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ARS Home » Midwest Area » East Lansing, Michigan » Sugarbeet and Bean Research » Research » Publications at this Location » Publication #350393

Research Project: Genetic Dissection of Traits for Sugar Beet Improvement

Location: Sugarbeet and Bean Research

Title: Nucleotide-binding resistance gene signatures in sugar beet, insights from a new reference genome

Author
item Funk, A - Michigan State University
item Galewski, P - Michigan State University
item Mcgrath, J Mitchell - Mitch

Submitted to: Plant Journal
Publication Type: Peer Reviewed Journal
Publication Acceptance Date: 5/4/2018
Publication Date: 6/15/2018
Citation: Funk, A., Galewski, P., McGrath, J.M. 2018. Nucleotide-binding resistance gene signatures in sugar beet, insights from a new reference genome. Plant Journal. 95(4):659-671.

Interpretive Summary: Nucleotide-binding , leucine-rich-repeat (NLR) genes are key components for plant disease resistance. A recently characterized sugar beet gene is an NLR which confers resistance to the disease rhizomania caused by Beet Necrotic Yellow-Vein Virus. NLRs exist as large gene families that exhibit high levels of diversity among crops and their wild relatives. Difficulty in distinguishing specific sequences from homologous gene family members has hindered the understanding of resistance for improving crop varieties. Using a conserved NB-ARC gene model, 231 tentative NLRs were identified in the EL10 reference genome assembly of sugar beet. Comparison of sugar beet NLRs to those of other plants revealed numerous beet-specific genes. This work presents the first detailed view of NLR composition in this family of plants, and builds a foundation for additional disease resistance work in beet and other plants.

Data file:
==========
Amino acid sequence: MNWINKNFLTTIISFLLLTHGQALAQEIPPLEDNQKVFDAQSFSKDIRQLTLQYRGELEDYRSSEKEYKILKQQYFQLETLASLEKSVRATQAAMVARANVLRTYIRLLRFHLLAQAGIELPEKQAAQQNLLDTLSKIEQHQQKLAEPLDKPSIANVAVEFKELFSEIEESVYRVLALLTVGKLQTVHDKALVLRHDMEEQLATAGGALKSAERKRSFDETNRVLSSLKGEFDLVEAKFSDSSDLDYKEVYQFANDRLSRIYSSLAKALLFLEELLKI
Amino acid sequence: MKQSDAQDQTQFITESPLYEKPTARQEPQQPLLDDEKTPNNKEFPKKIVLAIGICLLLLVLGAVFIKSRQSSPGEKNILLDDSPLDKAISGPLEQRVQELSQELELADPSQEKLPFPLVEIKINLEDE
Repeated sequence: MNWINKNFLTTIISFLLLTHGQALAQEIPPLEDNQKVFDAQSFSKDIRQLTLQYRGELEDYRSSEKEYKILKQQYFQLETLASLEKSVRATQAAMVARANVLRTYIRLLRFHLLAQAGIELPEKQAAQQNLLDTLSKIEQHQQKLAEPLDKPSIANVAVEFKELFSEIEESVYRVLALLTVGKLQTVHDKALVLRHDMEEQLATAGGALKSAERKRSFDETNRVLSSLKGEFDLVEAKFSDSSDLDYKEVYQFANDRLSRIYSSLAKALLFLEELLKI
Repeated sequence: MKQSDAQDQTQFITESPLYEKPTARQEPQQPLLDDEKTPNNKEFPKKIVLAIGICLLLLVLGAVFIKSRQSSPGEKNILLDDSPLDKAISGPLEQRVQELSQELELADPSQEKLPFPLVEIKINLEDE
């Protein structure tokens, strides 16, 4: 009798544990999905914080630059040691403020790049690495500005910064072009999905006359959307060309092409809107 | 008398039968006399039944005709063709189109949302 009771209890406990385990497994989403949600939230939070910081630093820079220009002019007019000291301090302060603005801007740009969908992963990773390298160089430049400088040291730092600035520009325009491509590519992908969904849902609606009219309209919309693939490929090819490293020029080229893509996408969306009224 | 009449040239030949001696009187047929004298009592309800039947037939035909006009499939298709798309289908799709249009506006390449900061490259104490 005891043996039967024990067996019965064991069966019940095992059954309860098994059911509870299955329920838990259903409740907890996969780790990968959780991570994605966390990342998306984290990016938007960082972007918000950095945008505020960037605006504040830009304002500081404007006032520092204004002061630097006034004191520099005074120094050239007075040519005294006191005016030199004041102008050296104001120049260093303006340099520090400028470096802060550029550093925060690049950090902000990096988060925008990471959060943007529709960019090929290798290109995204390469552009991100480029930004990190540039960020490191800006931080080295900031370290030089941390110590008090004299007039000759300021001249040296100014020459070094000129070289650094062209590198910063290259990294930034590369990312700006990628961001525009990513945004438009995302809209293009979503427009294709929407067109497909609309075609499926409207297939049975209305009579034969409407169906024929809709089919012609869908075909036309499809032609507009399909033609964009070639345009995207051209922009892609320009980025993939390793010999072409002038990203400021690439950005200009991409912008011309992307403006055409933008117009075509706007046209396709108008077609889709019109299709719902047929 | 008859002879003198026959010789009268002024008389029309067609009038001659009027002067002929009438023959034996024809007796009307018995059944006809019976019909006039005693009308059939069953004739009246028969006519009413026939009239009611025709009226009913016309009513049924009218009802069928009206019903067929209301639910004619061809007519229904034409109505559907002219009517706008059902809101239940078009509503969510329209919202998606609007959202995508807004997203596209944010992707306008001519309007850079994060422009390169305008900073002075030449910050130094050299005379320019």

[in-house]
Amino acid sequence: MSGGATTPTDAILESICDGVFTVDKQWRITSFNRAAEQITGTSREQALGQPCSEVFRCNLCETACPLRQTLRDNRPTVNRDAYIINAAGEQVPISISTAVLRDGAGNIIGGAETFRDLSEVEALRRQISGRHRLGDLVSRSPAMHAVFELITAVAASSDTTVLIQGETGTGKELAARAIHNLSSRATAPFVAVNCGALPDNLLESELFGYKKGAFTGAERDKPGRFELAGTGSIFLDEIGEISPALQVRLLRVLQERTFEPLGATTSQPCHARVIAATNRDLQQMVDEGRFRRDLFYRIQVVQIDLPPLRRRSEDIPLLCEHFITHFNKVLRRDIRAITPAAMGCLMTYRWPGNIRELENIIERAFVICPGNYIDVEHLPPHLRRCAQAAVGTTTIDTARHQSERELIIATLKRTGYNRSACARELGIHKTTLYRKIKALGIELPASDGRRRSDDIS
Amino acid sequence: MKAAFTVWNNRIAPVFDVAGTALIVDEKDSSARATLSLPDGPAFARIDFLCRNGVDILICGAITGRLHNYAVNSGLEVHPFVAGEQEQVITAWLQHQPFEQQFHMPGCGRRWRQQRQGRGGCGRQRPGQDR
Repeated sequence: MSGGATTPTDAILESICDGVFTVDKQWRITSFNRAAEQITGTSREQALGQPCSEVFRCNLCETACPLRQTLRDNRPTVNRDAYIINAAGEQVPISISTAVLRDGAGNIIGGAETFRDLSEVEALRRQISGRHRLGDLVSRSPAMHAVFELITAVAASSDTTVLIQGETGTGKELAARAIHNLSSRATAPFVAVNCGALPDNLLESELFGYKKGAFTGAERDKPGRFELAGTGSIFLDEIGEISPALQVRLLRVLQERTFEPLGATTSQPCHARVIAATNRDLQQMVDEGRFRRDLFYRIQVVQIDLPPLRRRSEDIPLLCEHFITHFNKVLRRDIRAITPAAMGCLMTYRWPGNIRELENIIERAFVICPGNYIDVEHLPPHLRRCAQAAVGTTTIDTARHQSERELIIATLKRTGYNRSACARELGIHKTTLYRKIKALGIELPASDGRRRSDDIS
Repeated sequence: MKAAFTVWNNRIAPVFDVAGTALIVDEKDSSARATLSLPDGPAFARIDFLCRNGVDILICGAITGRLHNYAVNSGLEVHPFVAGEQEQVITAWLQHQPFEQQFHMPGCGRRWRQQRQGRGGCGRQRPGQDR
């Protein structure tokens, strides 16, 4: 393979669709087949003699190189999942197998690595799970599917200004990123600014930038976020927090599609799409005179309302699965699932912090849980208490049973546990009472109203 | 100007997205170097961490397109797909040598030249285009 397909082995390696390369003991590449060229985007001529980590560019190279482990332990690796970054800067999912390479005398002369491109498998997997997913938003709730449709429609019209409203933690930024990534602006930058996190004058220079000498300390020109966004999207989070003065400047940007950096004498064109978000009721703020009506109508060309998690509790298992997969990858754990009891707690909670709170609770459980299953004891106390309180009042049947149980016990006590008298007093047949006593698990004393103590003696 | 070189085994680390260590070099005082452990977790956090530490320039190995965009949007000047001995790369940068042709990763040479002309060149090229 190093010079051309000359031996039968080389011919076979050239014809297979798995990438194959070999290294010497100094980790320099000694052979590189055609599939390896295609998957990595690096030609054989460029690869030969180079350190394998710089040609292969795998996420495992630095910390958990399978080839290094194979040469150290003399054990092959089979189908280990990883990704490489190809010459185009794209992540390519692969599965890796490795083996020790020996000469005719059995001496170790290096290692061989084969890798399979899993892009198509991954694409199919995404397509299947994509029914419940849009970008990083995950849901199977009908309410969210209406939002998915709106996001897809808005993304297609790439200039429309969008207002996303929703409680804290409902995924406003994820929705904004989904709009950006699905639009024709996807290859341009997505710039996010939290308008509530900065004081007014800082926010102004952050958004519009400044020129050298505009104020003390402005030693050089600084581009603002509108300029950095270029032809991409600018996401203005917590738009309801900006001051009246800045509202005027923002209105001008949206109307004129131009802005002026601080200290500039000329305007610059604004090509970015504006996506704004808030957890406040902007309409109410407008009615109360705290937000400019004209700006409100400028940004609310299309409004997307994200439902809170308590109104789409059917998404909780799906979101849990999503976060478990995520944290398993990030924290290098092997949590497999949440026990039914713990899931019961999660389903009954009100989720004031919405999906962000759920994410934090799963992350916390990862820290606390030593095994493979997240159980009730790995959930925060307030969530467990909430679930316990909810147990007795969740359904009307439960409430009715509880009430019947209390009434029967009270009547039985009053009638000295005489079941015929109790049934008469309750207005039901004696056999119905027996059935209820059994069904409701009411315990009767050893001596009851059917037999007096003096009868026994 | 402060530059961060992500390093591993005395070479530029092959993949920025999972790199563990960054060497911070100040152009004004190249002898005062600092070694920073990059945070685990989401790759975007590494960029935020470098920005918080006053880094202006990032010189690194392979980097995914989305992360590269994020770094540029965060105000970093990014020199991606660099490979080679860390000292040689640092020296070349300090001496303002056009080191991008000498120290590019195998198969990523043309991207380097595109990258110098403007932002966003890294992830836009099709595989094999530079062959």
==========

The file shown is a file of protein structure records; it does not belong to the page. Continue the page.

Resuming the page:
Technical Abstract: Nucleotide-binding (NB-ARC), leucine-rich-repeat genes (NLRs) account for 60.8% of resistance (R) genes molecularly characterized from plants. NLRs exist as large gene families prone to tandem duplication and transposition, with high sequence diversity among crops and their wild relatives. This diversity can be a source of new disease resistance, but difficulty in distinguishing specific sequences from homologous gene family members hinders characterization of resistance for improving crop varieties. Current genome sequencing and assembly technologies, especially those using long-read sequencing, are improving resolution of repeat-rich genomic regions and clarifying locations of duplicated genes, such as NLRs. Using the conserved NB-ARC domain as a model, 231 tentative NB-ARC loci were identified in a highly contiguous genome assembly of sugar beet, revealing diverged and truncated NB-ARC signatures as well as full-length sequences. The NB-ARC-associated proteins contained NLR resistance gene domains, including TIR, CC and LRR, as well as other integrated domains. Phylogenetic relationships of partial and complete domains were determined, and patterns of physical clustering in the genome were evaluated. Comparison of sugar beet NB-ARC domains to validated R-genes from monocots and eudicots suggested extensive Beta vulgaris-specific subfamily expansions. The NLR landscape in the rhizomania resistance conferring Rz region of Chromosome 3 was characterized, identifying 26 NLR-like sequences spanning 20 MB. This work presents the first detailed view of NLR family composition in a member of the Caryophyllales, builds a foundation for additional disease resistance work in B. vulgaris, and demonstrates an additional nucleic-acid-based method for NLR prediction in non-model plant species.